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oldcopper

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Posts posted by oldcopper


  1. 21 hours ago, copper123 said:

    House prices have risen nearly 30% in my area in the last year allbeit from a low base.According to zoopla anyway.

    My god this thread would be at home in the daily Mail

    Just quickly, sorry, this is off the thread of coin cabinets. 

    Everything else can go to rack and ruin just so long as house prices keep going up...seems to be the last twenty years plus of government strategy.

    I think there are two factors - first all these people who used to commute to London want a place in the country now, so they can Zoom everything and maybe pop into the office only now and again. And secondly, where has all that excess money the government has been printing and borrowing gone? - into asset prices (including coins) and the stock market so far, not yet that much into consumables, though oil's going up.

    So government inflation CRP and asset inflation would appear to be two different things. And if inflation really rears its ugly head with all this excess money now slushing around, how much are the government going to keep interest rates pegged down to protect the housing market, in the process destroying the value of people's savings?

    • Like 1

  2. 7 hours ago, PWA 1967 said:

    Why We Don't Wear White Gloves When Handling Rare Coins | Baldwins Coins - YouTube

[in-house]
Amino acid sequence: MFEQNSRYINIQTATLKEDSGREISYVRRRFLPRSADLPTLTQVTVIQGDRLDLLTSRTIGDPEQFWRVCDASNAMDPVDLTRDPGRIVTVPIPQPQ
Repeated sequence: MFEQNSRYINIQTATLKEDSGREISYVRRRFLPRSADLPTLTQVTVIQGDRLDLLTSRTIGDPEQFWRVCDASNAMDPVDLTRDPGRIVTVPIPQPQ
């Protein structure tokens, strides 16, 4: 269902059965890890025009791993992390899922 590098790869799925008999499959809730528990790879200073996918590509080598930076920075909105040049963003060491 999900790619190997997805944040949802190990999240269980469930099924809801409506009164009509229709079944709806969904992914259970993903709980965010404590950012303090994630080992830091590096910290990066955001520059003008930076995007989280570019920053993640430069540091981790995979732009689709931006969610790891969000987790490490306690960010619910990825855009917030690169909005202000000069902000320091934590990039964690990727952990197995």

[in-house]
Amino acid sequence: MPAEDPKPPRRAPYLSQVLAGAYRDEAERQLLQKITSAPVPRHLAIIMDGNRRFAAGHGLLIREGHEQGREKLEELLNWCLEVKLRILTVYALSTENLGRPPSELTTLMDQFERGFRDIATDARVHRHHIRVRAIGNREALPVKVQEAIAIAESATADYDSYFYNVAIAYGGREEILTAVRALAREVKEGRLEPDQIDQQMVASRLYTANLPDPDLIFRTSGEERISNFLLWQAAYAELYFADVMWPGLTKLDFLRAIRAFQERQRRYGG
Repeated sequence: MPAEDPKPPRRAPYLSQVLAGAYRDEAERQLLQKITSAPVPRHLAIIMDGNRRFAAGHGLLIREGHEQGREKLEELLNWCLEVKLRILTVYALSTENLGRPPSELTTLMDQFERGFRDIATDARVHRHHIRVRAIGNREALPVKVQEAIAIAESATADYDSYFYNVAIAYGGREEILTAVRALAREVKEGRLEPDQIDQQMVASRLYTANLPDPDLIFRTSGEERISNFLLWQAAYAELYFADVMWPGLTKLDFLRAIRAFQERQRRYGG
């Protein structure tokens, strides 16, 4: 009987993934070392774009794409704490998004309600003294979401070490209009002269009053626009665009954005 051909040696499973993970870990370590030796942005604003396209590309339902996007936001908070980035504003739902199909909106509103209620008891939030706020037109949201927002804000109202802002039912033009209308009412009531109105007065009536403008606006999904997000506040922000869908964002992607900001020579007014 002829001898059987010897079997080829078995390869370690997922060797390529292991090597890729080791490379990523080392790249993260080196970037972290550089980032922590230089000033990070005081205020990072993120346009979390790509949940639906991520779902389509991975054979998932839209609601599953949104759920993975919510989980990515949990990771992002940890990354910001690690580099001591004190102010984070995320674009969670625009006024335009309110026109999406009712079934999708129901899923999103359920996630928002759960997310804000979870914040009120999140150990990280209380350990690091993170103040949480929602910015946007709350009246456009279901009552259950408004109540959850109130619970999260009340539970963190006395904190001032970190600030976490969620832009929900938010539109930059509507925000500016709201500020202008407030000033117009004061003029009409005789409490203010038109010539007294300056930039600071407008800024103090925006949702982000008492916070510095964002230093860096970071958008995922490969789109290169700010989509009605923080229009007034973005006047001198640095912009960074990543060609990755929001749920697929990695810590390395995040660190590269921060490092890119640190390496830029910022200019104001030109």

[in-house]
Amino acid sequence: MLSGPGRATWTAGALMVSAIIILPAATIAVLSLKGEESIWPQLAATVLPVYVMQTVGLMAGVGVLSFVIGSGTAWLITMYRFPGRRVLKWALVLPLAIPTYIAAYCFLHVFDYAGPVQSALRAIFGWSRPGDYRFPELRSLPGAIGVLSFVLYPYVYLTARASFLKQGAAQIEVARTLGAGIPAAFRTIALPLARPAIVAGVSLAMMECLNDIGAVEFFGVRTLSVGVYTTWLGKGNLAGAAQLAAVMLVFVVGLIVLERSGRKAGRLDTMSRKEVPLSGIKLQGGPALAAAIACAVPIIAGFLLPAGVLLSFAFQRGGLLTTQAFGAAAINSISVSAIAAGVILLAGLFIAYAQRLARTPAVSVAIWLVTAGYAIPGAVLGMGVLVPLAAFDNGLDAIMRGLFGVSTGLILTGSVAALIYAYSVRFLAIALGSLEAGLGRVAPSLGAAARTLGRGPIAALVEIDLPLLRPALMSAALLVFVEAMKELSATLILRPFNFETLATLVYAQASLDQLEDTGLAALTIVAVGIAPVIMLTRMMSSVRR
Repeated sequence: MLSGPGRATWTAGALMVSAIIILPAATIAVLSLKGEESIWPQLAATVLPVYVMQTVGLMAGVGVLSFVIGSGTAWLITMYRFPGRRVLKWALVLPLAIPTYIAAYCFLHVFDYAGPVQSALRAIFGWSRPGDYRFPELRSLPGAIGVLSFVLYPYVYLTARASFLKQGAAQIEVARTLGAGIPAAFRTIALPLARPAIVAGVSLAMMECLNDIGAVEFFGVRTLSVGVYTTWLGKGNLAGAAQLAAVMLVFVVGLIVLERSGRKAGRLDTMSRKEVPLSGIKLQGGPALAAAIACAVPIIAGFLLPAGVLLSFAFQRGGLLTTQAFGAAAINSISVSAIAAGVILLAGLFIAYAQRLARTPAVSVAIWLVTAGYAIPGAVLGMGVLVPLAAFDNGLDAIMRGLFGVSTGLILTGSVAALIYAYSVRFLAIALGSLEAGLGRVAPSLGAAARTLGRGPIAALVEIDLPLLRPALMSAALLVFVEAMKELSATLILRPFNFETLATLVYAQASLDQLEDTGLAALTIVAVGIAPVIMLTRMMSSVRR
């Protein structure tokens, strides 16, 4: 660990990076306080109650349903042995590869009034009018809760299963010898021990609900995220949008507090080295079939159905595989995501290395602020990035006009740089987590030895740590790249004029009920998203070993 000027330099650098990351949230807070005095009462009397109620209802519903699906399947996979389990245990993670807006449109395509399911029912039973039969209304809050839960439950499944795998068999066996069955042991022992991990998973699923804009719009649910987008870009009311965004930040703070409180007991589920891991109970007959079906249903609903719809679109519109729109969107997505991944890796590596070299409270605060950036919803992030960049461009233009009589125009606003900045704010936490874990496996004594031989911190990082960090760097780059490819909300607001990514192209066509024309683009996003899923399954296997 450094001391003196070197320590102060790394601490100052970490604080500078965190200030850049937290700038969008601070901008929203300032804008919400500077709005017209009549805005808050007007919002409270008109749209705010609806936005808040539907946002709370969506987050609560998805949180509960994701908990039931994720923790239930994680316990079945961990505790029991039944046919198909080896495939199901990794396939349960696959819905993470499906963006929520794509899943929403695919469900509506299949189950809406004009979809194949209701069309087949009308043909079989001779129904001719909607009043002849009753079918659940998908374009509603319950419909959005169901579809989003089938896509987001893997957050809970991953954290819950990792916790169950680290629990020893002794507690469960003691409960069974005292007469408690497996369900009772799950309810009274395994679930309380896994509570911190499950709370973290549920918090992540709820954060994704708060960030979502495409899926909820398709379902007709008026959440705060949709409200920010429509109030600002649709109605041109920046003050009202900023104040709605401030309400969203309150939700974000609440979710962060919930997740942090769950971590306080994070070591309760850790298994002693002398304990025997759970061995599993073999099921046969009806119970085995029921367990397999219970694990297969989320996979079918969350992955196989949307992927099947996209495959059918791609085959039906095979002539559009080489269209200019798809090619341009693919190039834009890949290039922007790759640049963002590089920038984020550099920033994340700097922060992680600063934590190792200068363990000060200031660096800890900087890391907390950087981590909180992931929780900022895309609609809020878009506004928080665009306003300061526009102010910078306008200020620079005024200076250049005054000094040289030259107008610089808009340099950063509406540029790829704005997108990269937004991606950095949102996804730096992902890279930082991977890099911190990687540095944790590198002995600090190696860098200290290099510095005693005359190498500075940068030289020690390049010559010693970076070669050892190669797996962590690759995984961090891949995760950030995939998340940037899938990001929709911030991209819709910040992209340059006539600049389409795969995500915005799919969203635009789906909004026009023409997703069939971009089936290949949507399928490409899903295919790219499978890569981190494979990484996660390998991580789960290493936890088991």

Something a bit different and people have opinions about , after reading  posts on here over the years.

     

     

    Yes, I saw it the other day - though of course being dealers they are less fussed about long-term degradation of coins via surface contamination (the coins have long ago been sold by the time that would have an effect), but granted, edge knocks are an immediate effect for anyone! Provided the trays are wide enough that they can fully get their fingers around the edges of the coin before picking it up, that's pretty important. otherwise it's almost unavoidable for fingers to intrude over the rim.

    I did raise my eyebrows when they mentioned that wisps of cotton fabric from cotton gloves could cause hairlines. I can't ever see how that could happen!

    Also it depends on the metal - lustrous copper or bronze need a lot more care in handling than say, toned silver or gold.


  3. 8 minutes ago, 1949threepence said:

    Yes, I seem to recall that such a specimen was posted on here some time ago. In fact, it looked for all the world as though it had 30 years wear, rather than the maximum just less than 10.     

    Perhaps it was what they like to call a "pocket piece". So maybe not circulated.


  4. 10 hours ago, secret santa said: